By Megan E. Doherty in elemental.
Covid-19 is new, but the ME/CFS community has dealt with long-haul-like symptoms for years. Here’s how they cope.
Asthe pandemic has progressed, it has become clear that a good chunk of Covid-19 patients suffer symptoms for weeks, even months, after first getting sick. Many of them deal with fatigue, muscle and body aches, difficulty breathing and concentrating, and other issues that make “normal life” feel out of reach.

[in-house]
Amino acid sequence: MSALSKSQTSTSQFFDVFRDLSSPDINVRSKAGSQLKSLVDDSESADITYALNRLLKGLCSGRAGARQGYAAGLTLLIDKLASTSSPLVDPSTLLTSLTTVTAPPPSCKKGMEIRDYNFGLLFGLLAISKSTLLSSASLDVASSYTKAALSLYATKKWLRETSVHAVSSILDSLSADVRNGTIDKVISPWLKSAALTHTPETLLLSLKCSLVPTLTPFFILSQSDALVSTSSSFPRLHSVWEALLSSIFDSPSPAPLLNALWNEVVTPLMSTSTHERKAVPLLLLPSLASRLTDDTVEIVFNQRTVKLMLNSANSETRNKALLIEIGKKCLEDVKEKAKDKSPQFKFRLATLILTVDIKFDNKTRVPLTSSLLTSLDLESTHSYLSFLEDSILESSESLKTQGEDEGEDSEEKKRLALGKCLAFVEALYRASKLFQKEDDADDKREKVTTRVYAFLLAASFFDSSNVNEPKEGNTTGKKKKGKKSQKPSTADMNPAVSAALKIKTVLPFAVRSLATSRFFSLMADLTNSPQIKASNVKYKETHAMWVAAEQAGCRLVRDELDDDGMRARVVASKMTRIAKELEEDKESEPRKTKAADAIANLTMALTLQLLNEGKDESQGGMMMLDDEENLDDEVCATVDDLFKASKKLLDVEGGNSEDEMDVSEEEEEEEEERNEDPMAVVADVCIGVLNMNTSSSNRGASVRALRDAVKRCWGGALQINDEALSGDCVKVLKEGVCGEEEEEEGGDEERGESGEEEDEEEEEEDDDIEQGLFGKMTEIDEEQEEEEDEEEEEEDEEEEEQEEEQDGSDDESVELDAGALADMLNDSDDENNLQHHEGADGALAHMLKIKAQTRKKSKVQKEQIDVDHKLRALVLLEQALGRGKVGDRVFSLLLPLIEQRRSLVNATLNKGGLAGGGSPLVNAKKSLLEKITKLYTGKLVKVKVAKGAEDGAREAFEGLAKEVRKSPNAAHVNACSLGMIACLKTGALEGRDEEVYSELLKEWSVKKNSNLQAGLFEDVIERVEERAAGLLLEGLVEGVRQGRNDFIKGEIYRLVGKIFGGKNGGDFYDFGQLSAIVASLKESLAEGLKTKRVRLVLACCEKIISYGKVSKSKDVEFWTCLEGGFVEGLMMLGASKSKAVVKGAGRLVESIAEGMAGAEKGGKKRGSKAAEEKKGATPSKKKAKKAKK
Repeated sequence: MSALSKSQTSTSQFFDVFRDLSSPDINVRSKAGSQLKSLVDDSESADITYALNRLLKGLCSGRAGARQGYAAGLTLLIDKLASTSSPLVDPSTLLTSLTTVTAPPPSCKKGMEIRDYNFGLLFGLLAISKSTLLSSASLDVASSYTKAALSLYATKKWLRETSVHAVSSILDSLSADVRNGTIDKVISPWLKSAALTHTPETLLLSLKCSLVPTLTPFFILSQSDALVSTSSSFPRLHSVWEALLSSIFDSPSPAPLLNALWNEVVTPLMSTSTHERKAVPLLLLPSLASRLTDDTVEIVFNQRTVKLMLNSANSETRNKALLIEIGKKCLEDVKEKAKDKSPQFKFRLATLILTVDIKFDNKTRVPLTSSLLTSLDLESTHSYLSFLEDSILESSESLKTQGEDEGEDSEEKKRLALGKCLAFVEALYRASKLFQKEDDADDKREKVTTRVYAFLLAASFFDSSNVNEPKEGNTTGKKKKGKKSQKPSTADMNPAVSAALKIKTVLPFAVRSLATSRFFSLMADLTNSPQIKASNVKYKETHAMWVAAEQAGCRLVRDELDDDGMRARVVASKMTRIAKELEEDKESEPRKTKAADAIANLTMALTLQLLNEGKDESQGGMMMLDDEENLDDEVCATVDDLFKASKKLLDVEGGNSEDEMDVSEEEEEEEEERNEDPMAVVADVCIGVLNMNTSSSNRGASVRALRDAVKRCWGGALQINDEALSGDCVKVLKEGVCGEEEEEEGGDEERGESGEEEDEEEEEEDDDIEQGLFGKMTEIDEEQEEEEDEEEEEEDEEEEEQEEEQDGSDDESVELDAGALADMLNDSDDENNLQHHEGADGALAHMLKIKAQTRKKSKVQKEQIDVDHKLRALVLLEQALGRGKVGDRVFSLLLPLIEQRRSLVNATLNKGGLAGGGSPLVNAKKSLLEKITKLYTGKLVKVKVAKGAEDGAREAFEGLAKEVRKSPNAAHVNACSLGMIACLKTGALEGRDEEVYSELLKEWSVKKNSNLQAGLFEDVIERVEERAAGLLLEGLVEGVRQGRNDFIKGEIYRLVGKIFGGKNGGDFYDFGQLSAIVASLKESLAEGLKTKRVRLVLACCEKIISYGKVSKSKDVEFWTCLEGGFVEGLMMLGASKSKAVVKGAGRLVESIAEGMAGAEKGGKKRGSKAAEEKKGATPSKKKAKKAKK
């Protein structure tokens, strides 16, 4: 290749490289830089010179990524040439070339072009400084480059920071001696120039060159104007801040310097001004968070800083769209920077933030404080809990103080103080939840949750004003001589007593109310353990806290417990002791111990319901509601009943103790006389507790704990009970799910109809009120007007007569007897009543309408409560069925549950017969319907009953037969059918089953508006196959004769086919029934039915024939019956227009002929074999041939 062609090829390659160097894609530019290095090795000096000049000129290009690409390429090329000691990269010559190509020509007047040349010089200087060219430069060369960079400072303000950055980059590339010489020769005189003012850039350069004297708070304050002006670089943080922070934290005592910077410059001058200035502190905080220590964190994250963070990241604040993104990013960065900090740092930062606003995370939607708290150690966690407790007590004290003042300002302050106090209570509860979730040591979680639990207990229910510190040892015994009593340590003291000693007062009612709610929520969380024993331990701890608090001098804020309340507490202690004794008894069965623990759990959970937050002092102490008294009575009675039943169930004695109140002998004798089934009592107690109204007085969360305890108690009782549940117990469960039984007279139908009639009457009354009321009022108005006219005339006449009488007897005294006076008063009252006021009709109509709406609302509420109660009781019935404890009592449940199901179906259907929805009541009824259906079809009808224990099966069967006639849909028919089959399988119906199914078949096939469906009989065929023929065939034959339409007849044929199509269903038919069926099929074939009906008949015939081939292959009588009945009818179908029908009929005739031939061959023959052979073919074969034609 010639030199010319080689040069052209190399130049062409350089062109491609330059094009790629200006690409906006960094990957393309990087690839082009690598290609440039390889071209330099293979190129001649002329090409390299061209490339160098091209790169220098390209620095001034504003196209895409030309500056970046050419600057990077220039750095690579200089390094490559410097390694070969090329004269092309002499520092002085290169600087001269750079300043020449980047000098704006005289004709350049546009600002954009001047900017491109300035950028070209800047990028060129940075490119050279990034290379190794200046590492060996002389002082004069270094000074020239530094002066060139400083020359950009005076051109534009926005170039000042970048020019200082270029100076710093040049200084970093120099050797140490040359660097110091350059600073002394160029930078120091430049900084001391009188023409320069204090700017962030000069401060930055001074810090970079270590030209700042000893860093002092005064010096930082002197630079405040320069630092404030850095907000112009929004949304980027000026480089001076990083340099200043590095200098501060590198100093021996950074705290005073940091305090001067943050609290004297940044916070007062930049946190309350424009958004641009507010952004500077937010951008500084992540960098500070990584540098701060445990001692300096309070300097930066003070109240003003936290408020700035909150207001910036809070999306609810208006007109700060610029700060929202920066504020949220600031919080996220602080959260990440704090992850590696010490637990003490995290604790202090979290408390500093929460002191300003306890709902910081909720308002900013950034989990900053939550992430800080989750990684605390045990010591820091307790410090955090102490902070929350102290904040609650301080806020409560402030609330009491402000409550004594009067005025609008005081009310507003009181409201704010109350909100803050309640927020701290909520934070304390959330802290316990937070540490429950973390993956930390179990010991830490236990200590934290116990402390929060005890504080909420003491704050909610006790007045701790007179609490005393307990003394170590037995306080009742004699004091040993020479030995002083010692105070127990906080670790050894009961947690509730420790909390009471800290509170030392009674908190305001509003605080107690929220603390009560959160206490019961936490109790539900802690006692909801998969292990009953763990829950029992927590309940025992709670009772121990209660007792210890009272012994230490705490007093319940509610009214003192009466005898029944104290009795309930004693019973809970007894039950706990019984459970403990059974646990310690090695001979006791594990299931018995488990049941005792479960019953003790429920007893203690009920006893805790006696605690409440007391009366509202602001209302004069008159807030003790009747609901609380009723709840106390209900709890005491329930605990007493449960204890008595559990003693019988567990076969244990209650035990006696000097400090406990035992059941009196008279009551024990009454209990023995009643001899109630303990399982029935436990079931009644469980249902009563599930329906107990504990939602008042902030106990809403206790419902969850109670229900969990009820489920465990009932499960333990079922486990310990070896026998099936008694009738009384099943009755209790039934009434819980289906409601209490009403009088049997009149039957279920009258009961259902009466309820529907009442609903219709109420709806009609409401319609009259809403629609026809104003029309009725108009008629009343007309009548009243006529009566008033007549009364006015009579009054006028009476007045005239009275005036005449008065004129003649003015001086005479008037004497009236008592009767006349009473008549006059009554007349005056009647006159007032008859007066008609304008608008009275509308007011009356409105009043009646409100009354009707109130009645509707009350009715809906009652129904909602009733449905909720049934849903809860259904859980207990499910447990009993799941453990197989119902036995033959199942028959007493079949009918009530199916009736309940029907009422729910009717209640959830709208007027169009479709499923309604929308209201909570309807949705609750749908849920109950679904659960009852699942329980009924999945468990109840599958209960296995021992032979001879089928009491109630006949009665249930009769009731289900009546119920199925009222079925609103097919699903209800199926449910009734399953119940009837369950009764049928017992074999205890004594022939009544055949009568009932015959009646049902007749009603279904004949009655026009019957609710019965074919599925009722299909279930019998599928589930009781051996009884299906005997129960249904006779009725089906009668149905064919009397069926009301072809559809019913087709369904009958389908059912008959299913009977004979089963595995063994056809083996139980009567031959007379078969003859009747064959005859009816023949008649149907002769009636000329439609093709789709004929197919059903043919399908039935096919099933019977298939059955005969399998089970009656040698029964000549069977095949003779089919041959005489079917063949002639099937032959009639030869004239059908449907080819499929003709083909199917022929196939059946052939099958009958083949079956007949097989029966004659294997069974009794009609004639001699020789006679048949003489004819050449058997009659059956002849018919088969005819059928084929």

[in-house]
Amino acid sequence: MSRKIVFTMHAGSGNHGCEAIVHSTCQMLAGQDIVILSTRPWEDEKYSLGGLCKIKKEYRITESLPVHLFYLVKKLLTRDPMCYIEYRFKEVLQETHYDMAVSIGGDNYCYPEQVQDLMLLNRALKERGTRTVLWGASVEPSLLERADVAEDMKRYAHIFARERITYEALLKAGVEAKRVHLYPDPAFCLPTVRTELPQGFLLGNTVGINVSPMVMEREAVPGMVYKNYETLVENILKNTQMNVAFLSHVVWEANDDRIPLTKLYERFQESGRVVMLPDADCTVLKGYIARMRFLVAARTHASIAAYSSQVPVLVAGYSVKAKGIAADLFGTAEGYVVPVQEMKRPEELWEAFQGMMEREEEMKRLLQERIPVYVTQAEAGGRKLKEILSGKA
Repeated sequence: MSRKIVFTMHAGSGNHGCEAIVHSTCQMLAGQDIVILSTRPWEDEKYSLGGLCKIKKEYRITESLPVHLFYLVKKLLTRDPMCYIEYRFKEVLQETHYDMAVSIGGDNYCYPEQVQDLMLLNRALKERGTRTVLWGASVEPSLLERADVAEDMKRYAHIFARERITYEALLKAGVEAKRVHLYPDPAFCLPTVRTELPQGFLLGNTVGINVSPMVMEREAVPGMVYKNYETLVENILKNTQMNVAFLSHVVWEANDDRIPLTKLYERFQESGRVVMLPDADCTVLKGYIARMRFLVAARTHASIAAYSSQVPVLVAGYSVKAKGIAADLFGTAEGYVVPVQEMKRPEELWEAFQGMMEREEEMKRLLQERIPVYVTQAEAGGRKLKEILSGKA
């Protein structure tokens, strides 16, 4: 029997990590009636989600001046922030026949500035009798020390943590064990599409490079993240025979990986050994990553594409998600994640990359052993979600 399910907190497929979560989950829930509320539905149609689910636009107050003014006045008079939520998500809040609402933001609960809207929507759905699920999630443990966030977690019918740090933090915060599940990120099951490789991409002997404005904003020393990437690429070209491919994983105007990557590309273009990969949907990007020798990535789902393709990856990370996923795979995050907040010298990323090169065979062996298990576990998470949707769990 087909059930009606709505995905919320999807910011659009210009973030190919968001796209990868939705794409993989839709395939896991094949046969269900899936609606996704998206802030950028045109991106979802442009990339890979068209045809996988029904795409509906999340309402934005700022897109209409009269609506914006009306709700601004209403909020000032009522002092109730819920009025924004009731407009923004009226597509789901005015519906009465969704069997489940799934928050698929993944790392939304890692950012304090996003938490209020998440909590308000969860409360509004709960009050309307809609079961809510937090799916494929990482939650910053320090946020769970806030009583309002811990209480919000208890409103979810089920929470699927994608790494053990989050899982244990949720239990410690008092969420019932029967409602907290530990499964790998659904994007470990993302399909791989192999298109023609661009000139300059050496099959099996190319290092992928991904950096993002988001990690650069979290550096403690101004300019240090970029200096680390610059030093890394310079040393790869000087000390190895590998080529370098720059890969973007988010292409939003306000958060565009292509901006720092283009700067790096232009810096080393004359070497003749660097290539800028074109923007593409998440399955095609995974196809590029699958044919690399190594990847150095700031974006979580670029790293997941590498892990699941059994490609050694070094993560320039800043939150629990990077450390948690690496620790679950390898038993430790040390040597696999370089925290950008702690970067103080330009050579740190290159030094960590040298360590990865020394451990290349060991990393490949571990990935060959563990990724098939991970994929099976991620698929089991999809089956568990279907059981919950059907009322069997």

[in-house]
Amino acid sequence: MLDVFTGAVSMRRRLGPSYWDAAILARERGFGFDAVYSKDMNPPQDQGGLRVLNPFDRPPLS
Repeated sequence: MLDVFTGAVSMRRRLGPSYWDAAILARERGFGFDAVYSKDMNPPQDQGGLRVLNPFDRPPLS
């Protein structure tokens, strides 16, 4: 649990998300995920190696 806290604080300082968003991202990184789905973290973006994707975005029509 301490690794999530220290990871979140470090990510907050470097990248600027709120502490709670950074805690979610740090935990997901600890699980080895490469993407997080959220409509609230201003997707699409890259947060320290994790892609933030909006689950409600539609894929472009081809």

While SARS-CoV-2 is new, the problem of long-term symptoms after an infection isn’t. Many in the chronic illness community, particularly those affected by myalgic encephalomyelitis (ME), understand some of what the long-haulers are going through. ME, sometimes referred to as chronic fatigue syndrome, is a complex, multisystemic neuroimmune disease affecting 15 million to 30 million people worldwide. While there’s been increasing speculation about the possibility that some with long Covid-19 will eventually be diagnosed with ME, it’s too soon to know with certainty; many will either slowly recover or have their symptoms rooted in other things, like lung damage, heart damage, or something else.
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